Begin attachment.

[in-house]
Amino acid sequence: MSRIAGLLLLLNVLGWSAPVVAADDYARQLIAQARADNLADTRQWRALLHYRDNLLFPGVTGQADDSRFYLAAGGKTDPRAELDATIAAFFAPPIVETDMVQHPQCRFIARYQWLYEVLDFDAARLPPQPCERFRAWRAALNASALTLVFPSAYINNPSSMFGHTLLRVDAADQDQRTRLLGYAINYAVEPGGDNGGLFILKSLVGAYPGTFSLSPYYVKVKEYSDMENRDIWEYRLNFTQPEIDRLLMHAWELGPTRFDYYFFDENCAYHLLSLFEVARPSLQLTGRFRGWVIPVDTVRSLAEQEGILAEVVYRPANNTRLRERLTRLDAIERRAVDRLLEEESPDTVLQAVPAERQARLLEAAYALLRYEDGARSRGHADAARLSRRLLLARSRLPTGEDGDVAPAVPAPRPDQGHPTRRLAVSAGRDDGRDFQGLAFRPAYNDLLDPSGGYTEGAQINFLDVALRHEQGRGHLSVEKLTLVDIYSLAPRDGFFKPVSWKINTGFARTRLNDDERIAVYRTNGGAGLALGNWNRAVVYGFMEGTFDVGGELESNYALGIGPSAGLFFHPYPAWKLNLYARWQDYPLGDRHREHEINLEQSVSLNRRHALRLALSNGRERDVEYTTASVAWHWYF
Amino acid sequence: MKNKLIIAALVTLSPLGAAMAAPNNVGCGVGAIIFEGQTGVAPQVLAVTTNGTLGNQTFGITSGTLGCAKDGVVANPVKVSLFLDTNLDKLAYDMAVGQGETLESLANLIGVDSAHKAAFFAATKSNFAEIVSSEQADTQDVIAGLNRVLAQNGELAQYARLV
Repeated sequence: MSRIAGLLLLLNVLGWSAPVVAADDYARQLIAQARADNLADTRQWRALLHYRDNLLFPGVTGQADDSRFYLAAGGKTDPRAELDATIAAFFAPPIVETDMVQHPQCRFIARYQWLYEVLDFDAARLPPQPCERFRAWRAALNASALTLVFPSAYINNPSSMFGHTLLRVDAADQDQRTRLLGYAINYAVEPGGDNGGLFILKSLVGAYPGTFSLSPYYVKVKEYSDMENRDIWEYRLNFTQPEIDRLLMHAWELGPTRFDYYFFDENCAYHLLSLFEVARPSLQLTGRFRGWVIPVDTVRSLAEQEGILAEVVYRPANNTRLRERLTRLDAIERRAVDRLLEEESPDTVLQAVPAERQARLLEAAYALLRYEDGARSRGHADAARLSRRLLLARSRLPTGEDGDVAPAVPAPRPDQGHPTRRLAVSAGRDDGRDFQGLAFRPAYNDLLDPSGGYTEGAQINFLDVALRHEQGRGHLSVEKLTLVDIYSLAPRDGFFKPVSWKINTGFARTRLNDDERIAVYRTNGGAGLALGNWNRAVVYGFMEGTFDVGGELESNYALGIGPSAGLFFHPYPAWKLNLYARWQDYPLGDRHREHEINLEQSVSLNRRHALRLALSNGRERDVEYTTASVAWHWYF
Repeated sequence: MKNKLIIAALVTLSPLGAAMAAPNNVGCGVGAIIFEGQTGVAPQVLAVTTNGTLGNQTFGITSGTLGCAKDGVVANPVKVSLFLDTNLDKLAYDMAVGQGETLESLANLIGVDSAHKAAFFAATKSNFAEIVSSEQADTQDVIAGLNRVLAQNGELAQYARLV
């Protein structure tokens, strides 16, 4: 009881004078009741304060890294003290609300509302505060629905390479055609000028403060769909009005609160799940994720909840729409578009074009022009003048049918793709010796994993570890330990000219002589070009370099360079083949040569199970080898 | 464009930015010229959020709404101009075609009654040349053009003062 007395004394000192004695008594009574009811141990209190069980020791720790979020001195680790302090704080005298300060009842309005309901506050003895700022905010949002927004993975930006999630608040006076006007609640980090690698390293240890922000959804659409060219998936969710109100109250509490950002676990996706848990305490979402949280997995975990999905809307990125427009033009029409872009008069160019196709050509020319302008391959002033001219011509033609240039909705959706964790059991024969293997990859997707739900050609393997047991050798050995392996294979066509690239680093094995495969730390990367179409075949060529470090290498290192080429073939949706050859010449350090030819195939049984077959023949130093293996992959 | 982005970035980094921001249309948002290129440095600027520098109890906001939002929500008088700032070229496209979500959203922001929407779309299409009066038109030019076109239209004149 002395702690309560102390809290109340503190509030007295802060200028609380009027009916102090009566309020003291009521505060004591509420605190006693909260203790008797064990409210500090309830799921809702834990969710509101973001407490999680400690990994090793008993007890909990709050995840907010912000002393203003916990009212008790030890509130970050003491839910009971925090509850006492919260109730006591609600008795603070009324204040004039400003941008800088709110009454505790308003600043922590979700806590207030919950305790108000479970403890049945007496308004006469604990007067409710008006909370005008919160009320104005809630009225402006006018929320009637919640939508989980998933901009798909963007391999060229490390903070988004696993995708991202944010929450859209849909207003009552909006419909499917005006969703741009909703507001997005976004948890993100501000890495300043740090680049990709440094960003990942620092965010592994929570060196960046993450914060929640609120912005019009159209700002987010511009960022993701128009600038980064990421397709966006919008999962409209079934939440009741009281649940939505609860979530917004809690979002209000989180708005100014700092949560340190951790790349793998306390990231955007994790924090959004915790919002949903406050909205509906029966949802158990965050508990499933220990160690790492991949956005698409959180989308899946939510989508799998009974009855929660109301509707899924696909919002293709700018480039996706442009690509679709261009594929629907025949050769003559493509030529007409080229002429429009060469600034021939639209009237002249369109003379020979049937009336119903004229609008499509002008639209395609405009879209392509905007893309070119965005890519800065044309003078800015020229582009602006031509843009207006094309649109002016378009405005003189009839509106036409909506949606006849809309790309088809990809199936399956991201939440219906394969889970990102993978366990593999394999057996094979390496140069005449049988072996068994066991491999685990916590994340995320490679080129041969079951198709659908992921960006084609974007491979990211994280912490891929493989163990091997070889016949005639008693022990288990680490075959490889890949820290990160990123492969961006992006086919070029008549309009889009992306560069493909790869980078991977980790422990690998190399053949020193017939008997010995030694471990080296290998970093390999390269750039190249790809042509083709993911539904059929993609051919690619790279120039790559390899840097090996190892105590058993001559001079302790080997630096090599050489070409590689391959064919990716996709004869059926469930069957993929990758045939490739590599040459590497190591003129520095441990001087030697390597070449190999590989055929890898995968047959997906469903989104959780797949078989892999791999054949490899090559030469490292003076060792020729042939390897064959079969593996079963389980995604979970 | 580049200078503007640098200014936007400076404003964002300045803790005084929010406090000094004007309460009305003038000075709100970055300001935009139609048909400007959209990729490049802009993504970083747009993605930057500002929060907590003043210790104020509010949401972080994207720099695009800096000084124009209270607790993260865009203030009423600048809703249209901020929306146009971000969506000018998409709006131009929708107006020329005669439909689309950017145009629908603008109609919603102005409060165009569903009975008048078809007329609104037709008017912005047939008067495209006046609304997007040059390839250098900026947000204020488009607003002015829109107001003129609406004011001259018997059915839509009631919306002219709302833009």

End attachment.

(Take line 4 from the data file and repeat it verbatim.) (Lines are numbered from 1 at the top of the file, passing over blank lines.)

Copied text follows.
Repeated sequence: MSRIAGLLLLLNVLGWSAPVVAADDYARQLIAQARADNLADTRQWRALLHYRDNLLFPGVTGQADDSRFYLAAGGKTDPRAELDATIAAFFAPPIVETDMVQHPQCRFIARYQWLYEVLDFDAARLPPQPCERFRAWRAALNASALTLVFPSAYINNPSSMFGHTLLRVDAADQDQRTRLLGYAINYAVEPGGDNGGLFILKSLVGAYPGTFSLSPYYVKVKEYSDMENRDIWEYRLNFTQPEIDRLLMHAWELGPTRFDYYFFDENCAYHLLSLFEVARPSLQLTGRFRGWVIPVDTVRSLAEQEGILAEVVYRPANNTRLRERLTRLDAIERRAVDRLLEEESPDTVLQAVPAERQARLLEAAYALLRYEDGARSRGHADAARLSRRLLLARSRLPTGEDGDVAPAVPAPRPDQGHPTRRLAVSAGRDDGRDFQGLAFRPAYNDLLDPSGGYTEGAQINFLDVALRHEQGRGHLSVEKLTLVDIYSLAPRDGFFKPVSWKINTGFARTRLNDDERIAVYRTNGGAGLALGNWNRAVVYGFMEGTFDVGGELESNYALGIGPSAGLFFHPYPAWKLNLYARWQDYPLGDRHREHEINLEQSVSLNRRHALRLALSNGRERDVEYTTASVAWHWYF